Living Abroad: Ahhh, Buenos Aires
Buenos Aires, fondly known as the Paris of South America, has been my home for a little more than one week. Now I’ve never been to Paris, but at this point in my South American journey, I am more willing to identify Paris as the Buenos Aires of Europe. Don’t judge me, I’ve fallen in love.
It’s been a whirlwind, this past week–saying goodbye to family, friends, my country. It still hasn’t totally hit that I am living in South America. But each day, there are little reminders that I am a guest, a extranjero, in this new world.
An act as simple as meeting someone marks me as a tourist. Shaking hands upon an introduction is not an Argentine custom–it’s a little kiss on the left check (don’t ask me how many awkward exchanges I’ve had because of this custom in the duration of one week, it’s embarrassing).
Even going out to eat, I scream foreigner. Last Sunday, I went with some friends to Cafe Tortoni, one of the oldest cafes in Buenos Aires. After enjoying this delicious meal, we waited an hour for the check. My knee-jerk American reaction was one of annoyance. Impatient, we finally asked for our check, now anxious that we wouldn’t make it back to Casa Holden in time for house church (#pepperdineproblems).
It was only later after Rafa, our program director, explained that we realized that the waiter at Cafe Tortoni was being polite by not bringing the check immediately. In restaurants back home, there is typically a “get in, get food, get out” mentality. Here in Buenos Aires, no establishment would rush you. Their attitude is if you are here, you are here. You aren’t just part of the business, you are a person. I love that Argentine trait, and I honestly wish the United States tried to emulate it more often.
What’s another quality I already love about Argentine culture? Their passion.
My favorite BA experience thus far was at a peaceful protest last Thursday night. All over Buenos Aires, Argentines were clanging pots, honking horns, and coming together in a chorus of their national anthem, simultaneously patriotic and anti-government. A friend and I decided to go straight the heart of the gathering, the Plaza de Mayo.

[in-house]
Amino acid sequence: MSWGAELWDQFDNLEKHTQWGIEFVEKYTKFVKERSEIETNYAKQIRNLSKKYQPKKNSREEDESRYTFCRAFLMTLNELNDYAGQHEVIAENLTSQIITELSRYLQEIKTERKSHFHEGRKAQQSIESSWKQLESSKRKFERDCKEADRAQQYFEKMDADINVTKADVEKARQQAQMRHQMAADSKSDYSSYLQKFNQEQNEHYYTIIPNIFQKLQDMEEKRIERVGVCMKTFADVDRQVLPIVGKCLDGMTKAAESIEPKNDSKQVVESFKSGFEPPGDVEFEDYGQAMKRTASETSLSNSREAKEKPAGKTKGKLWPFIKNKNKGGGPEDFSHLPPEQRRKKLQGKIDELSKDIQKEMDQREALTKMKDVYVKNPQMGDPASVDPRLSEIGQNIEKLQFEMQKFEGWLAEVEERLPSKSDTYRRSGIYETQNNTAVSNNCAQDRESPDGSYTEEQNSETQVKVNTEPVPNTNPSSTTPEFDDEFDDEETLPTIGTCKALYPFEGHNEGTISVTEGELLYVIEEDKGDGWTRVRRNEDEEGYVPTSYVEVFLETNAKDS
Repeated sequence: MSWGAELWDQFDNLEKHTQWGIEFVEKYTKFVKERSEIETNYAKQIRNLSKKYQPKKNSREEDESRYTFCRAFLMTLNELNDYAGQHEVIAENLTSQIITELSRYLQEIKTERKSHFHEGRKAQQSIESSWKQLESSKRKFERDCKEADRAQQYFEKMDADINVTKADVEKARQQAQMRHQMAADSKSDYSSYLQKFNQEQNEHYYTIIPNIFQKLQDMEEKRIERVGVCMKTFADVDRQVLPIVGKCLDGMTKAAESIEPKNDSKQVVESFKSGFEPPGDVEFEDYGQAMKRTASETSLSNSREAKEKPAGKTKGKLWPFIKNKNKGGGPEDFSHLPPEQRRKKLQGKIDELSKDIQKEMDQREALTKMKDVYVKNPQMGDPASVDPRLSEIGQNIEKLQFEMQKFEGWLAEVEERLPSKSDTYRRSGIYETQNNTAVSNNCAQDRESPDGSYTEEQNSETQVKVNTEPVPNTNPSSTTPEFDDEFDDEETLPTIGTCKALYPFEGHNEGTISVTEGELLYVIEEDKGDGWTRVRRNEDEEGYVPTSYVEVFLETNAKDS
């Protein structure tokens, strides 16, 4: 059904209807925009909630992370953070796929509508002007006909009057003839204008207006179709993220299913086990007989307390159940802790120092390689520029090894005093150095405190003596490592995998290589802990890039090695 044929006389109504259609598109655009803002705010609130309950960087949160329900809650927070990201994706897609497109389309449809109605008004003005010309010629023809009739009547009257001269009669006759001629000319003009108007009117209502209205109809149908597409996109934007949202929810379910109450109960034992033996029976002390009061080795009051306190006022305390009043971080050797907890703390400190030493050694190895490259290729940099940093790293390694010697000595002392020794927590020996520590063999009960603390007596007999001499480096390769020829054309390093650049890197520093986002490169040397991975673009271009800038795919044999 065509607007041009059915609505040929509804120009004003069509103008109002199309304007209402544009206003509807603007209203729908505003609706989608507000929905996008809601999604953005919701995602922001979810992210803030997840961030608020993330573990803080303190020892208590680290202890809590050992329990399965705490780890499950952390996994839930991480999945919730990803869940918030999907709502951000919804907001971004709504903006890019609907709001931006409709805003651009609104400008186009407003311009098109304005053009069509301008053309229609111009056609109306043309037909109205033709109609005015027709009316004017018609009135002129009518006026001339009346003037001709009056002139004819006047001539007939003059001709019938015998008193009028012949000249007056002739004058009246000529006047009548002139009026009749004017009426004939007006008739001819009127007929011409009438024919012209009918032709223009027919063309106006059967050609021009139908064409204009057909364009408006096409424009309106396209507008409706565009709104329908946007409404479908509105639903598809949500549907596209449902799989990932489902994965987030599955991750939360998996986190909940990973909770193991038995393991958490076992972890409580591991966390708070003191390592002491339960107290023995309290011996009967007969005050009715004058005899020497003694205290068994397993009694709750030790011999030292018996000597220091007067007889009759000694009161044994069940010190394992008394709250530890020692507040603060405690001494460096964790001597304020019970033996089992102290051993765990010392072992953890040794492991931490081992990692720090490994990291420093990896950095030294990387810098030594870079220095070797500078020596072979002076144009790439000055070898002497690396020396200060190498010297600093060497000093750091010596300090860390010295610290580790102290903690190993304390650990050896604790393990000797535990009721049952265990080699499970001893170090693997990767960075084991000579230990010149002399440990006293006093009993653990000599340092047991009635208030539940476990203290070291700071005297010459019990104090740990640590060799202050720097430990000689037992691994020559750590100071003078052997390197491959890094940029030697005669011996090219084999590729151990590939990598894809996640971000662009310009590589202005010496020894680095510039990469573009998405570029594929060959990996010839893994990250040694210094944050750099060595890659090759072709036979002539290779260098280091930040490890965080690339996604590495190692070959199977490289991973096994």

A little background: the Plaza de Mayo has been the political hub of Buenos Aires since it was first built in the 1500s. It’s rich history includes it’s declaration of independence from Spain, military bombings in the 1950s, and a massive protest in 2001 during an economic crisis, during which five protestors were killed. Recently, some Argentines have been displeased with their government, more specifically, their president, Cristina Fernández de Kirchner.
Curious to see a real protest, (why yes, I’m a product of the 1990s, and no, I did not participate in the Occupy Movement) my friend and I took the Subte all the way to the Plaza de Mayo. As soon as we stepped off the train, we could hear a loud, rhythmic clanging. Ascending from the subway and joining the crowd, we were surprised to see people from all age groups at the rally. Men, women, and even some children were present, crying out against their president. There were those holding candles, others with signs, flags, pots, bells, and whistles. They had created a coherent beat, to which they sang their national anthem. [Want to see a video of it? Click Here. Courtesy of Joe Wend]
Ever seen V for Vendetta? (If you haven’t, stop kidding yourself, it’s a must-see). There were at least two guys wearing Guy Fawkes masks, and a woman dressed like President Cristina. Sent chills up and down my spine, but I felt moved by the amount of passion these people had for their country.
According to Rafa, over 200,000 people were in that plaza and over 1 million people participated throughout Buenos Aires. They all came together on one night to protest something for which they strongly believed.
Bottom line of my first week in Argentina:
Argentines are a passionate people, and I hope that passion is contagious.
More to come on my pondered meanderings about this beautiful and diverse country. Ciao!